Middle School Reality in China

For several years I have been observing in the classrooms of a friend’s son—first in elementary school and most recently in his first year of middle school. Zheng Zheng heartily disliked elementary school. He would tell me at length about why lessons and his homework were boring, boring, boring. He hated the memorization and repetition, but also the pressure of competition with those students who are aiming for the very highest scores on tests and exams. He did the work he needed to do, but he seemed much more interested in building complex structures with Legos and experimenting with how to grow potatoes in pots propped on the ledge outside his parents’ bedroom window.

But junior high school is different. Not only does he like his more student-centered

Zheng Zheng math class

Zheng Zheng and others attempting to solve algebraic puzzle

teachers better, but significantly, the highest achieving students have been skimmed off to a different class. This leaves him among students who are still competitive, but not to such an exacting degree of perfection. When I last visited, I spent time in Zheng Zheng’s math and biology classes. (I selected the classes to observe when I arrived at the school; they were not preselected and practiced ahead of time.) There were twice as many students in a class than he had had in elementary school, but the atmosphere seemed more congenial, the pace less relentless. The teachers kept a steady rhythm with high expectations, and as usual, students needed to be completely prepared.

What does this mean? After school, it is not relaxed by any American standard. Zheng Zheng now comes home at 4:30 or 5:00, has a snack, and heads for his room to complete homework. This is the normal life of a Chinese student. He sets a timer, and at the end of an hour can come out for a 5-minute break; then back he goes for another hour and another. This was true even when new foreign friends visited with their children. He still could take only a 5-minute break each hour to get to know them. As far as going out to dinner with family friends, that can only happen on Friday or Saturday evening.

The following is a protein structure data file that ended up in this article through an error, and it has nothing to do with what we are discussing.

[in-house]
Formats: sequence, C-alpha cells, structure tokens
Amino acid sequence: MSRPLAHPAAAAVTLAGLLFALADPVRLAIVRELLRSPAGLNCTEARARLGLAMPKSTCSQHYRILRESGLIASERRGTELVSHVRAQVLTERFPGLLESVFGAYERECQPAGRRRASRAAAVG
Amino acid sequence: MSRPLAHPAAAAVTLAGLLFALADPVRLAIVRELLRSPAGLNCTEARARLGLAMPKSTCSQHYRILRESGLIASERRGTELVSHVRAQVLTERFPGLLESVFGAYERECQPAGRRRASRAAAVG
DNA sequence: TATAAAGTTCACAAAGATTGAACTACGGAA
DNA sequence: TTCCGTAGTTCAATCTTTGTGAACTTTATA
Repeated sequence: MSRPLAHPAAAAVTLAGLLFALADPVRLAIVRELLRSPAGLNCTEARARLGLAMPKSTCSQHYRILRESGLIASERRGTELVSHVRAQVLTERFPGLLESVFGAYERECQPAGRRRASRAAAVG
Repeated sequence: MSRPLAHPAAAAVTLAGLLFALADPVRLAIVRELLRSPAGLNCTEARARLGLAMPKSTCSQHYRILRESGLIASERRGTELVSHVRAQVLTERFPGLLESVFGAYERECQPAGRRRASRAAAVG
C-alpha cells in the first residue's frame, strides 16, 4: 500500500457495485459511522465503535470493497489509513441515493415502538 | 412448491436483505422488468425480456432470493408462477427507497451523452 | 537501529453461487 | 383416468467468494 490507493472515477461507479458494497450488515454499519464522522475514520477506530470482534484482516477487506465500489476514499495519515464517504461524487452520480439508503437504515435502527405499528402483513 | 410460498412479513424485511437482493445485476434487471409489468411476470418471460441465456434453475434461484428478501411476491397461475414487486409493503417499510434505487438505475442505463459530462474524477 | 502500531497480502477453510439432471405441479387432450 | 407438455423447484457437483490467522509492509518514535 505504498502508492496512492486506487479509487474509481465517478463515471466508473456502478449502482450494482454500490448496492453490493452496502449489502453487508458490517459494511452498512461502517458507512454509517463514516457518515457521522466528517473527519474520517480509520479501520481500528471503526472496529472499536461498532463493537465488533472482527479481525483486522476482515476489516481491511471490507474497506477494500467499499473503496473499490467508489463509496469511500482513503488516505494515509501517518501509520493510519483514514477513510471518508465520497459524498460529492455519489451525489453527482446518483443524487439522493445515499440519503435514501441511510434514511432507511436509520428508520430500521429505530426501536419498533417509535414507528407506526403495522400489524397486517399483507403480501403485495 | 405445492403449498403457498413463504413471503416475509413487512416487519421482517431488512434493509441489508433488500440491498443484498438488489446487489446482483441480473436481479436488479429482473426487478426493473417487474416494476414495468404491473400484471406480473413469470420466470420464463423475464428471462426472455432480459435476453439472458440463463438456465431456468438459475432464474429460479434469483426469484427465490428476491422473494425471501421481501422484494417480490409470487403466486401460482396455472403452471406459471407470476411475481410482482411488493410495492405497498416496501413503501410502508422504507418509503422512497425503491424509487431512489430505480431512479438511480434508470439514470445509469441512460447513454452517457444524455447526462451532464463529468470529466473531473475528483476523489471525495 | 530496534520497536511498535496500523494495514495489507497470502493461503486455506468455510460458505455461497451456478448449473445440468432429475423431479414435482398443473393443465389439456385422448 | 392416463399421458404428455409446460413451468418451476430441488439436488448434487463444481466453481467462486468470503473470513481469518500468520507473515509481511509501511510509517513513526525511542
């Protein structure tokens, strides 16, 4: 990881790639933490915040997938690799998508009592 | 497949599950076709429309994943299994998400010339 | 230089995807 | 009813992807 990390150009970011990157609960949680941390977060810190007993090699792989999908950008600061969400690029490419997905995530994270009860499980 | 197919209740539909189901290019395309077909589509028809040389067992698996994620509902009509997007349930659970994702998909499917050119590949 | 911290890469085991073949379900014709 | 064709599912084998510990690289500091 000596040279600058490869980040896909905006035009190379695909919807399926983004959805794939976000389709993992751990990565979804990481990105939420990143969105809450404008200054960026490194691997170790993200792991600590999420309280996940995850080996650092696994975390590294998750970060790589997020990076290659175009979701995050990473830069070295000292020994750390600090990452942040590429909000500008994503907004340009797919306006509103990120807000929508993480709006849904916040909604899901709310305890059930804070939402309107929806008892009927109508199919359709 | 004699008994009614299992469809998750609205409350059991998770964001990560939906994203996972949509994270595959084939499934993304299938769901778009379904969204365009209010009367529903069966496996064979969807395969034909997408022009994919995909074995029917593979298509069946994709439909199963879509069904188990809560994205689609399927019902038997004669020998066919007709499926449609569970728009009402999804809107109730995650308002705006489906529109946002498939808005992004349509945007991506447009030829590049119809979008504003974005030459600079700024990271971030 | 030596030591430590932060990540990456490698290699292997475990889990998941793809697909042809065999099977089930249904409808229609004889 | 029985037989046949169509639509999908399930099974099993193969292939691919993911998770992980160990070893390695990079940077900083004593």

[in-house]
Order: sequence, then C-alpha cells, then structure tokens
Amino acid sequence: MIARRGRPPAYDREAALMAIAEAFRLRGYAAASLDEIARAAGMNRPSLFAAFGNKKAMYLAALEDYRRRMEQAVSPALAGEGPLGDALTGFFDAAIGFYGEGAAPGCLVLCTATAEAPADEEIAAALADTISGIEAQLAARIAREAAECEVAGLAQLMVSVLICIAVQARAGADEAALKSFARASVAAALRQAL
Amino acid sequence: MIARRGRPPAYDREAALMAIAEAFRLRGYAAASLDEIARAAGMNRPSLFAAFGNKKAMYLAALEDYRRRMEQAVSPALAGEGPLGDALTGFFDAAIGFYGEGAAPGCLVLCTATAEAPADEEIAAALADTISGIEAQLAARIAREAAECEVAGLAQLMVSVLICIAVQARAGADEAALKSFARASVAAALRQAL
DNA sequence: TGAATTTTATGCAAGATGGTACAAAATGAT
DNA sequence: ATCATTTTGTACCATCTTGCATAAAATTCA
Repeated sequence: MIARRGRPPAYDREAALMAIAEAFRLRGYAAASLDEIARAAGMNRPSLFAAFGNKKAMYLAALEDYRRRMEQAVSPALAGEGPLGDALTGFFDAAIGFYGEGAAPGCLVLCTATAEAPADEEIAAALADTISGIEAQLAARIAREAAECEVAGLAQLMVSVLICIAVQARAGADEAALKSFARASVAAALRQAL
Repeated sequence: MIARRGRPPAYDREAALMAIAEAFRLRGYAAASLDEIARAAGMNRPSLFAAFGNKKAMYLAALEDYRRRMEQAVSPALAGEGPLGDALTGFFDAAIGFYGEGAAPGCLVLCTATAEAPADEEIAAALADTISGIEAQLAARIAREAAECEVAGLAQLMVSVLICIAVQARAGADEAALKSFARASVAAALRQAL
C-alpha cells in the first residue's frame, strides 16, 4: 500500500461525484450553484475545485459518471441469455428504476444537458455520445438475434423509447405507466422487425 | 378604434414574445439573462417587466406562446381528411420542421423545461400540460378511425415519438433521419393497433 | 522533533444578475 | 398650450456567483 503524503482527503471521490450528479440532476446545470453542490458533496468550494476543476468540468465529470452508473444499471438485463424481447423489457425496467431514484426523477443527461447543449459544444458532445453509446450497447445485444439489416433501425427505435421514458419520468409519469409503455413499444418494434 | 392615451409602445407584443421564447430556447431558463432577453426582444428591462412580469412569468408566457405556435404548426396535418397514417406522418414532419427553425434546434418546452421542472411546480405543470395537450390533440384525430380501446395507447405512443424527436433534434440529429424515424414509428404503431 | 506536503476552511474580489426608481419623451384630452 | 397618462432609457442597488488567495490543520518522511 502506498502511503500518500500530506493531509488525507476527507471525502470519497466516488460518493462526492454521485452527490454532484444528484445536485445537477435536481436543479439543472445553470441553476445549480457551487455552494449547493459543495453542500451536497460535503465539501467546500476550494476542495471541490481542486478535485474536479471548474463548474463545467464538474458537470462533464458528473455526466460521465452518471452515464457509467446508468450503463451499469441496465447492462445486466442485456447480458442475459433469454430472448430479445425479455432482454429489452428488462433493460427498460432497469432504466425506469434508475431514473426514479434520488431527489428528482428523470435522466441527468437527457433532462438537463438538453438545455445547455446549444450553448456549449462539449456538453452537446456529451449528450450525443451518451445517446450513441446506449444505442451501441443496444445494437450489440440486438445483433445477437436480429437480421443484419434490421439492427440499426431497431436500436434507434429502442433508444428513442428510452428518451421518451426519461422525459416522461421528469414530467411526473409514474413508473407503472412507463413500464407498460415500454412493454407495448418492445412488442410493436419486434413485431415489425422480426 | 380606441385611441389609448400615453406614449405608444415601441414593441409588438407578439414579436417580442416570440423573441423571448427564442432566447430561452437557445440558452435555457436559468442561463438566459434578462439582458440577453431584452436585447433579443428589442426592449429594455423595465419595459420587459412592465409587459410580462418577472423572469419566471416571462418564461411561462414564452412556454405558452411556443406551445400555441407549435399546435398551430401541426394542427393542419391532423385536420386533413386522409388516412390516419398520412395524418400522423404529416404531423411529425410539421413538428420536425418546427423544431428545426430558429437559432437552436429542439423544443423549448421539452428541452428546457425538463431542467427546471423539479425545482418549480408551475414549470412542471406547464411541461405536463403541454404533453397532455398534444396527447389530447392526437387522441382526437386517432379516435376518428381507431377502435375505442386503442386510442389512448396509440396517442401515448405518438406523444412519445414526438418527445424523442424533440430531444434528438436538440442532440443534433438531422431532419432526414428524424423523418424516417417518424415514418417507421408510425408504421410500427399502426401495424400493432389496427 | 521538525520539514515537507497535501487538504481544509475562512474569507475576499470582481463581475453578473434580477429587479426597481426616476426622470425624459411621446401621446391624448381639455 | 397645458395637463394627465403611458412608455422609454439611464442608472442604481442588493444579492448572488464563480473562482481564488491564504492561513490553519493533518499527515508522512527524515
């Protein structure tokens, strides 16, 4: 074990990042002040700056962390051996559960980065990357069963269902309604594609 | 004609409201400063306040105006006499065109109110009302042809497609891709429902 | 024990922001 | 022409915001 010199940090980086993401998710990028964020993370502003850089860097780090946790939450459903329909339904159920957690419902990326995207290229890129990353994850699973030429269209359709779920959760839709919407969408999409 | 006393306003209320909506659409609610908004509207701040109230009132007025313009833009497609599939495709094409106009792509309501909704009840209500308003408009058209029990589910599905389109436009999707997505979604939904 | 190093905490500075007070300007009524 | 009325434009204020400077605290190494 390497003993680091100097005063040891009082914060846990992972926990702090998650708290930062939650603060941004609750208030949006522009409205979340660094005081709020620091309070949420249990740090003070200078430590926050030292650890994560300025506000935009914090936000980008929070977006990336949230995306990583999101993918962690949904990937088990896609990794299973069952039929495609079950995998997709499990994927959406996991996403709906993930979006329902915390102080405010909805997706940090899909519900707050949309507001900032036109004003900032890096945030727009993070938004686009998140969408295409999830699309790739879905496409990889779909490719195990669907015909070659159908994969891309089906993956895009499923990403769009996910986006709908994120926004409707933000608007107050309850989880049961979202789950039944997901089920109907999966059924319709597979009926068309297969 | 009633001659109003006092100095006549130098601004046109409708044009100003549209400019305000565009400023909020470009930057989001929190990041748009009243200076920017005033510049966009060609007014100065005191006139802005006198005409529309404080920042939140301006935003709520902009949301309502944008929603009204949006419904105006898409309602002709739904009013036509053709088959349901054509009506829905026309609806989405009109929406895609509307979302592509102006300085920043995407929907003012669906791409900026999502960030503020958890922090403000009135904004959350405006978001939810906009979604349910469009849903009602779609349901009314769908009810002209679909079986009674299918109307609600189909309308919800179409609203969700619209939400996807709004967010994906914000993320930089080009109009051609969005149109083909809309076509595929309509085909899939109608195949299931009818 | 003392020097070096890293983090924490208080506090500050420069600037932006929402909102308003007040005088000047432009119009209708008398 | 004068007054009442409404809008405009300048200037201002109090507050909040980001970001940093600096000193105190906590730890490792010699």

He’s in the equivalent of the 7th grade, and this is a relaxed year for him. His last middle school year will be much more intense.

7th grade biology textbook

I wrote about the college entrance exam preparation in Educating Young Giants and how Chinese students survive their final year of high school. I’m beginning to think that the 9th grade exam is just as bad because the students are so much younger.

Chinese compulsory and free education ends with 9th grade. If students wish to go to college, they must take a high school entrance exam. And competition in China is fierce. Zheng Zheng’s father said, “As a result, the students live a sort of secluded life their whole 9thgrade year. I mean, they are rarely seen outside their schools or apartments. Nobody is hanging out with friends. No TV, no storybooks, no games, no fun! And this goes on for a whole year. I don’t know how they survive the one-year imprisonment?”

Mid-morning exercises on a crowded middle school campus

Parents worry a lot about the pressure on their children. Plenty of stories circulate about middle school kids who disappear into Internet cafés where their parents can’t find them and about others who commit suicide. It’s impossible to nail down numbers as to how often this occurs, but Chinese parents worry continuously and try to provide support for their children to remain happy while also achieving at a level that will get them into high school.

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